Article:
Danisco takes looming sugar reform in its stride
have impacted full year results, though organic growth was
'satisfactory under the given trading conditions'.
The Danish ingredients group reported revenue of DKK 20,912 million. EBIT before special items and share-based payments rose 7 per cent to DKK 2,372 million.
Danisco believes that the restructuring of its sugar business, in consequence of the EU sugar reform, has softened the financial impact of changes.
The company recently initiated a restructuring plan for the sugar business in response to the EU sugar reform. In addition, the net restructuring cost of DKK 506 million was expensed in 2005/06, in line with the firm's earlier announcement.
The firm is currently in the process of closing factories in Denmark, Sweden and Finland, with a total staff cut of around 350 employees.
In addition, the company said that the integration of Genencor is progressing as planned. Of the DKK 3.1 billion growth, Genencor represented DKK 2.5 billion, and the firm's ingredients division DKK 0.9 billion.
Nonetheless, the anticipated impact of the EU sugar reforms, which come into effect in a few weeks, continue to cast a shadow over the firm's outlook for 2006/07. Danisco says that revenue is expected at around DKK 21.0 billion with DKK 13.5 billion in ingredients and DKK 7.5 billion in sugar.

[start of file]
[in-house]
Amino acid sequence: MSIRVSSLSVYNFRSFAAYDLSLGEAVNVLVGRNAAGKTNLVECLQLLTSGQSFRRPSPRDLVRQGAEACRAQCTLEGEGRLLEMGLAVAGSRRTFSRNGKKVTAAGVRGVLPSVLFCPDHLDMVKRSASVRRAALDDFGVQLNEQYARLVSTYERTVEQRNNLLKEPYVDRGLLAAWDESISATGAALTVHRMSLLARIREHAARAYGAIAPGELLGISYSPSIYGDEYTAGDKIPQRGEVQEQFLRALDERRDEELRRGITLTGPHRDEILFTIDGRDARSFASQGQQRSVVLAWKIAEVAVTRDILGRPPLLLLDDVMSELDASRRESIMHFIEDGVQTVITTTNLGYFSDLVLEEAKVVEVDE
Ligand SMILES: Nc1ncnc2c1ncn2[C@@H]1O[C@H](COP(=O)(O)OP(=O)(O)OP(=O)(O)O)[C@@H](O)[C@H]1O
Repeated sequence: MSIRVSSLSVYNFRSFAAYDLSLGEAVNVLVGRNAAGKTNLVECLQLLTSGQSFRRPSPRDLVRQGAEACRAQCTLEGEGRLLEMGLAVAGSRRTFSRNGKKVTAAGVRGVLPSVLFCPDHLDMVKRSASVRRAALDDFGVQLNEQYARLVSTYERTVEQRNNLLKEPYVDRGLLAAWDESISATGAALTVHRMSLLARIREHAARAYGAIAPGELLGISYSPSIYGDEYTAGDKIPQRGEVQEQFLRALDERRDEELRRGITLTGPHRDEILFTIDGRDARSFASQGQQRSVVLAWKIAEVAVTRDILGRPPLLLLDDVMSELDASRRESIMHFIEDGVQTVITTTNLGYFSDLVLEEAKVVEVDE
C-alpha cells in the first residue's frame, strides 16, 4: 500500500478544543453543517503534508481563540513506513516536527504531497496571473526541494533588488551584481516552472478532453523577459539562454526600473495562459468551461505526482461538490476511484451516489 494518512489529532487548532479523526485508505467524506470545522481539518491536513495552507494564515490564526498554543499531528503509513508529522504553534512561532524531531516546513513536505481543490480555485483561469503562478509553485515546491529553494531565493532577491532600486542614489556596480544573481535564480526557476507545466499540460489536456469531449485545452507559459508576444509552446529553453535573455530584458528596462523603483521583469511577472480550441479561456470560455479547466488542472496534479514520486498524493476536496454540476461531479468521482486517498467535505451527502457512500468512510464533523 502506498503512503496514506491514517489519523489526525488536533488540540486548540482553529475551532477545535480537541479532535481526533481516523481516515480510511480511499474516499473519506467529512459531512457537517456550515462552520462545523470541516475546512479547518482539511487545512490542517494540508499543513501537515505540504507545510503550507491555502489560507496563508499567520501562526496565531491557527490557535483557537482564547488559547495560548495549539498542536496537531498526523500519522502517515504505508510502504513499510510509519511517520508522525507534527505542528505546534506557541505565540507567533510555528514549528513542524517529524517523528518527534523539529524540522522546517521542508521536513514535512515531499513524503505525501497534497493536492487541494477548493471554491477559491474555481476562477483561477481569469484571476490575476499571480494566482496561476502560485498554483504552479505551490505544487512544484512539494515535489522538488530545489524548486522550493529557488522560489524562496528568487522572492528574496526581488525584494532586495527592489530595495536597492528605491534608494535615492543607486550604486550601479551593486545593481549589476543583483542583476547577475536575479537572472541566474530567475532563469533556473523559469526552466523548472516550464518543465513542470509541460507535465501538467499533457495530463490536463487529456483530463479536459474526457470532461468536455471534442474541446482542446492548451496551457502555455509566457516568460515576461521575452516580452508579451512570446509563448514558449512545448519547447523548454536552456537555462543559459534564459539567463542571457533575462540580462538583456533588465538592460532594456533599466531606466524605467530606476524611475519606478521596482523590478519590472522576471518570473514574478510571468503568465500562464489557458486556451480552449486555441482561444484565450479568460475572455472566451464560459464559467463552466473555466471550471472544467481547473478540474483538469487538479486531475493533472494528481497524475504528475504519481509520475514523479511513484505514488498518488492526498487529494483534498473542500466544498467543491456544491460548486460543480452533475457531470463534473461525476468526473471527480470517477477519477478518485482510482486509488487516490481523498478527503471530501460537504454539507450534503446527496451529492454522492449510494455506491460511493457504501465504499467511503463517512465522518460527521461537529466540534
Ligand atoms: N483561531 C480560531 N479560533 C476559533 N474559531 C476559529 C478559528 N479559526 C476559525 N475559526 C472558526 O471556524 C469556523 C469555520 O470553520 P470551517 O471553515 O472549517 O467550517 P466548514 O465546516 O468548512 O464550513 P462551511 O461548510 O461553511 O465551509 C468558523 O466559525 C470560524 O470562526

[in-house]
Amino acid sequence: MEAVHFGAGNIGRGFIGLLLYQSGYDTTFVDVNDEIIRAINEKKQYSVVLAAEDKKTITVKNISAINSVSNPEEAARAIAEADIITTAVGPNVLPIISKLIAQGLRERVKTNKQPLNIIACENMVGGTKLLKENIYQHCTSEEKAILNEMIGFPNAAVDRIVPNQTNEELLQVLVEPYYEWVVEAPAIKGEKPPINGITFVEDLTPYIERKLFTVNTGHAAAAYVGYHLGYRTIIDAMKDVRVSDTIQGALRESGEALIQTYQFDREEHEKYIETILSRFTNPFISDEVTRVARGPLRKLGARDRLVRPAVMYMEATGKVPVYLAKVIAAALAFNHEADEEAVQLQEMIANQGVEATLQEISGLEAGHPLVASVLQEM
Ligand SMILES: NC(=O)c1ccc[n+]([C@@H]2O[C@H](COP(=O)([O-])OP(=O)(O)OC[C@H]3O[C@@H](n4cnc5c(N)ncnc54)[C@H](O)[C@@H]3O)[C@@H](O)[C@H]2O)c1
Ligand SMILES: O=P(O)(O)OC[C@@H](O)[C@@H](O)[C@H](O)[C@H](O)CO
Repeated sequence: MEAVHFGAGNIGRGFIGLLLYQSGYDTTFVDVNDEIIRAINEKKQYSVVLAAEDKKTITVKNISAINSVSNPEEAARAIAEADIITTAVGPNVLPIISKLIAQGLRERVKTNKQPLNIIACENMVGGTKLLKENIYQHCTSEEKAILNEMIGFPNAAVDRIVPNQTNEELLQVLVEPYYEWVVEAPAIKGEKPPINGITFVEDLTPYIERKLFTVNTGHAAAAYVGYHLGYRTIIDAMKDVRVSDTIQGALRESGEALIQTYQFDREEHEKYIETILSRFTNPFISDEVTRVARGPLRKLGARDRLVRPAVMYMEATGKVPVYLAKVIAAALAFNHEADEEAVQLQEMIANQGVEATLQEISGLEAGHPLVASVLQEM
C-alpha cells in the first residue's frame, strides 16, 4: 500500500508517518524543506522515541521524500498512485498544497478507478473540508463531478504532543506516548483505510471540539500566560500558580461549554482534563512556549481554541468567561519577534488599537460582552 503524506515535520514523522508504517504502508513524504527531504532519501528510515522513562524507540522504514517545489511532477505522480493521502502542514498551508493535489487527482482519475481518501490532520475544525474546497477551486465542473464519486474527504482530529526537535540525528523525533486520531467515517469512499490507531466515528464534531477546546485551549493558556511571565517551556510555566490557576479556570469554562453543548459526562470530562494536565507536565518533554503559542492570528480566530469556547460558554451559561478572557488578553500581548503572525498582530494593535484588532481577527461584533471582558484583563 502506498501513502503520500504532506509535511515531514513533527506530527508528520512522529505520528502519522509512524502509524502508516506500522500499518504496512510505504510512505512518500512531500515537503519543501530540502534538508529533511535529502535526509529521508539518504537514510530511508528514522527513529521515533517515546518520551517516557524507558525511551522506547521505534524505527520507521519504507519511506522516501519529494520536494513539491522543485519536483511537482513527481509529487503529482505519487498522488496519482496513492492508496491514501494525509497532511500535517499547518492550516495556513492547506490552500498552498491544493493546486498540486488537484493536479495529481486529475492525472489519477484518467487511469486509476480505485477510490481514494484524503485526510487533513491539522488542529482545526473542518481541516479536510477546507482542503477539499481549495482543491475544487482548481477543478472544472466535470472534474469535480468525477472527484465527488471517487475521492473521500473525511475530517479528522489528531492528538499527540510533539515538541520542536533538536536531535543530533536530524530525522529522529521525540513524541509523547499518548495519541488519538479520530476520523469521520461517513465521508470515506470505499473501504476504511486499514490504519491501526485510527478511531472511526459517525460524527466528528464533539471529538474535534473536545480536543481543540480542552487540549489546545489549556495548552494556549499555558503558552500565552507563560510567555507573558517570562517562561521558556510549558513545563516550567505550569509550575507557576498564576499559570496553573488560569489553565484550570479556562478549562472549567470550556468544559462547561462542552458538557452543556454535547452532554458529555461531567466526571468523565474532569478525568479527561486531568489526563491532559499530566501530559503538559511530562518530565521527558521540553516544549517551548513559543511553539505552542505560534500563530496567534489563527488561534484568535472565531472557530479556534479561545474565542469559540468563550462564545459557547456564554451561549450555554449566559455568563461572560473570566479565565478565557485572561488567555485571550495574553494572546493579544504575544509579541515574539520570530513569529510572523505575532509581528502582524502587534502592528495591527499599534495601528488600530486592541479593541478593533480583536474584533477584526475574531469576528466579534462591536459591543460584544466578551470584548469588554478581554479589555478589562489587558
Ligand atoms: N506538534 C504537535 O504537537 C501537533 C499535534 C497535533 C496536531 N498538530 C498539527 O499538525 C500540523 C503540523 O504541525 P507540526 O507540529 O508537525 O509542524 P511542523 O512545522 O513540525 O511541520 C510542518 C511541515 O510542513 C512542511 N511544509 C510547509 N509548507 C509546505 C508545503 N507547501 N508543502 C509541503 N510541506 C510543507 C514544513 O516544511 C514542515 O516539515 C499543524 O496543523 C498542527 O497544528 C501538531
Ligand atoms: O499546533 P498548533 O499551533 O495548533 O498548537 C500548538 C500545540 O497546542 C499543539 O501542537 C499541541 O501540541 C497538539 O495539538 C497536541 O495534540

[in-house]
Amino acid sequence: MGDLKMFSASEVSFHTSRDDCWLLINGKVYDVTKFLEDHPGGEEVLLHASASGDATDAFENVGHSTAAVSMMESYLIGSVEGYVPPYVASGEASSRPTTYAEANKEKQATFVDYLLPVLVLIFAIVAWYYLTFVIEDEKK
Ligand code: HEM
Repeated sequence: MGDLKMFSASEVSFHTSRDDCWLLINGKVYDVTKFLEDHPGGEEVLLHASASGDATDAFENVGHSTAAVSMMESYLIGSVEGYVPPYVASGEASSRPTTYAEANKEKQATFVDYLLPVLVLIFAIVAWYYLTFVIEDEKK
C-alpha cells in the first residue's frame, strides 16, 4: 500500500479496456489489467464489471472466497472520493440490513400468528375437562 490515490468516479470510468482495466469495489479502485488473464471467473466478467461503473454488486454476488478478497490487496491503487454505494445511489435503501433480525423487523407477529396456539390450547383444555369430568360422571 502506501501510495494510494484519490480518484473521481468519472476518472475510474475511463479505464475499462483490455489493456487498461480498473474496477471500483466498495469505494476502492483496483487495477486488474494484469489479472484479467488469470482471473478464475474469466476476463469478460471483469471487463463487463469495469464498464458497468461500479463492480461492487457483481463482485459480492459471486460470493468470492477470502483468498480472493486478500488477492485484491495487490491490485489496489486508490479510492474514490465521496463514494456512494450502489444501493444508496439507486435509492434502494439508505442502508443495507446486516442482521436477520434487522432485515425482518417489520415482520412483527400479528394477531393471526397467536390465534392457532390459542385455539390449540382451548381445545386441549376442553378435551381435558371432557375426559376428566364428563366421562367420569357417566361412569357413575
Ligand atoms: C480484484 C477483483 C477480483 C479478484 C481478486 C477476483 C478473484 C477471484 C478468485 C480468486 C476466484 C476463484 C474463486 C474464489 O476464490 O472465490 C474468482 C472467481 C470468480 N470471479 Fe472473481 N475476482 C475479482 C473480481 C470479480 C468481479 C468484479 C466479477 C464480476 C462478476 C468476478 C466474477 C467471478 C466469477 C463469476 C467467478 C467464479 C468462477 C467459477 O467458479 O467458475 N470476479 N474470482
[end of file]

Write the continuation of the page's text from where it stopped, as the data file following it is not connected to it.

EBITDA before special items and share-based payments is expected at around DKK 3,250 million with DKK 2,550 million in ingredients and DKK 850 million in sugar after payment of the earlier announced production levy of DKK 100 million in 2006/07.
EBIT before special items and share-based payments is expected at around DKK 2,100 million with around DKK 1,800 million in ingredients and DKK 450-500 million in sugar after payment of the earlier announced production levy of DKK 100 million in 2006/07.
Special items are expected to be an expense of DKK 100-150 million.Consolidated profit before share-based payments and after special items is expected at around DKK 1.0 billion.
EU sugar reforms, which come into effect on 1 July 2006, feature a number of concessions designed to give European sugar producers a viable future. First there was the climb-down from the original proposed 39 per cent price cut to a figure of 36 per cent, and most significantly for sugar producers, there was agreement the sector would be compensated for, on average, 64.2 per cent of this price cut.
This has given the sugar industry reasons to be hopeful. A recent Standard & Poor's Ratings Services study, entitled 'Sweet'N Slow: Gradual Liberalisation Of EU Sugar Regime Preserves Credit Quality', said that the gradual nature of the reform should provide a fairly protected environment for European manufacturers over the next four years.
Reform of the EU sugar regime has been a long time coming. There has been intense pressure for years on the EU, the world's third-largest sugar producer, to change its heavily criticised regime that artificially which supported internal prices at three times the world level.